The couple had built a granny annexe in their grounds for Ross’s mother to live in. After she passed away, they used the two-bedroom house they call The Barn to stay in if they are in the country when the main house is let.

The couple use Airbnb to advertise their home and The Barn, but also employ a property agent to ensure they receive enough bookings. Jeannie says: ‘If we get bookings for both properties, we use it as an excuse to go on holiday.’

They charge around £450 a night for the main house and up to £150 a night for The Barn. Prices fluctuate depending on the season. ‘To attract the best quality guests, you have to be prepared to put in the work and offer a home with personal touches and modern comforts,’ she adds.

Jeannie’s favourite job is putting together welcome packs containing local produce and providing fresh flowers in each room for their guests.

At the end of the first year of letting out the property, the couple hope to have made £20,000 a year before tax. They are going to use a tax adviser to help them work out which costs are deductible from their profits.

The Cotswolds is a popular destination with Mulberry Cottages customers, while cities such as Liverpool, Edinburgh, Glasgow, Bath and Cardiff do well on Airbnb.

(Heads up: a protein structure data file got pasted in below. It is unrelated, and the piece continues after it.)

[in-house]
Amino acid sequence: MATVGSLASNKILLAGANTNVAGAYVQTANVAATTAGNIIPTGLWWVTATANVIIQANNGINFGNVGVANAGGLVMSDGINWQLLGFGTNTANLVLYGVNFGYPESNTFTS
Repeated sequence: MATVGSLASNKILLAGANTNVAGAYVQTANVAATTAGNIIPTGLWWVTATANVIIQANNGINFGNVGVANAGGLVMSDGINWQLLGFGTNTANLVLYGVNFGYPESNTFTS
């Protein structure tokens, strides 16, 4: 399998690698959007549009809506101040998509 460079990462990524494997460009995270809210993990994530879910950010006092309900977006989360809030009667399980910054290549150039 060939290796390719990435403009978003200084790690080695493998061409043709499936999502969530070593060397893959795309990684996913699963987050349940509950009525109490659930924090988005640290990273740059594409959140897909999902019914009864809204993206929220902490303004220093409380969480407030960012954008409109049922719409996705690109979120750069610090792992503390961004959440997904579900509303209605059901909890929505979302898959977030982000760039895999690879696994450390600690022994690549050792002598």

Ipswich BS launched its range of holiday let mortgages this week, after local experts told the mutual they were receiving a high demand for finance to buy holiday cottages in the rural and costal areas of its heartland in Norfolk and Suffolk.

A Swimming pool and pool house of a large red brick home A Swimming pool and pool house of a large red brick home

For the best chance of keeping the property occupied, advertise it online; Mulberry Cottages says 70 per cent of its bookings are made over the internet. 

Popular sites include Airbnb, HomeAway, and Booking.com. Each website has different charges, but Airbnb, for example, charges a minimum of 3 per cent of your earnings per booking.

If you do need finance to buy a holiday let, it is important to check banks' terms and conditions, as these can vary widely.

Not all lenders will offer finance if the house is let through Airbnb. Ipswich BS insists the property is registered with a holiday lettings agent, which must provide a forecast of the weekly takings if it is newly let or proof of previous earnings. 

And some banks do not allow owners to use the property for their own holidays.

Martin Sach, chief executive of the Holiday Home Association, says: 'Holiday letting is growing in popularity. 

Encouraged by the current lower value of the pound, people are rediscovering how much the UK has to offer as a fantastic holiday destination, which means more demand for holiday accommodation.'

How to cash in  

Location will dictate how much you can charge. Properties near the coast, national parks, and conservation and rural areas a two‑hour drive from cities are popular.